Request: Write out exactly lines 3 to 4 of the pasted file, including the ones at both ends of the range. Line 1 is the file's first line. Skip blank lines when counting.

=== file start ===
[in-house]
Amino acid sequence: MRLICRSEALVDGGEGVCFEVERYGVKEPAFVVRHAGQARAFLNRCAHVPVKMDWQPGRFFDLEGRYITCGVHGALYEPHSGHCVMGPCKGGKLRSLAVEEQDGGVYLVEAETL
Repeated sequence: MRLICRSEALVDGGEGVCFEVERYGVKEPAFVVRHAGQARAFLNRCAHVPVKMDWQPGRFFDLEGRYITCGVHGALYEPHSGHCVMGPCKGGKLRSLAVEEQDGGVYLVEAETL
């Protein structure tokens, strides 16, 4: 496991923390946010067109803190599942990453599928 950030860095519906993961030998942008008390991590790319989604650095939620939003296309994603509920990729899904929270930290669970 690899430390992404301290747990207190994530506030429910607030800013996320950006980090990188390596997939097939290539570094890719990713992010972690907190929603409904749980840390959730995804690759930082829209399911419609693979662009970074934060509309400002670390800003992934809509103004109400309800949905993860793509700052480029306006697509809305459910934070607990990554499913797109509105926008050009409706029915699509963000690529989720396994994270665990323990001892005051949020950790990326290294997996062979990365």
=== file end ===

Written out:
Repeated sequence: MRLICRSEALVDGGEGVCFEVERYGVKEPAFVVRHAGQARAFLNRCAHVPVKMDWQPGRFFDLEGRYITCGVHGALYEPHSGHCVMGPCKGGKLRSLAVEEQDGGVYLVEAETL
């Protein structure tokens, strides 16, 4: 496991923390946010067109803190599942990453599928 950030860095519906993961030998942008008390991590790319989604650095939620939003296309994603509920990729899904929270930290669970 690899430390992404301290747990207190994530506030429910607030800013996320950006980090990188390596997939097939290539570094890719990713992010972690907190929603409904749980840390959730995804690759930082829209399911419609693979662009970074934060509309400002670390800003992934809509103004109400309800949905993860793509700052480029306006697509809305459910934070607990990554499913797109509105926008050009409706029915699509963000690529989720396994994270665990323990001892005051949020950790990326290294997996062979990365």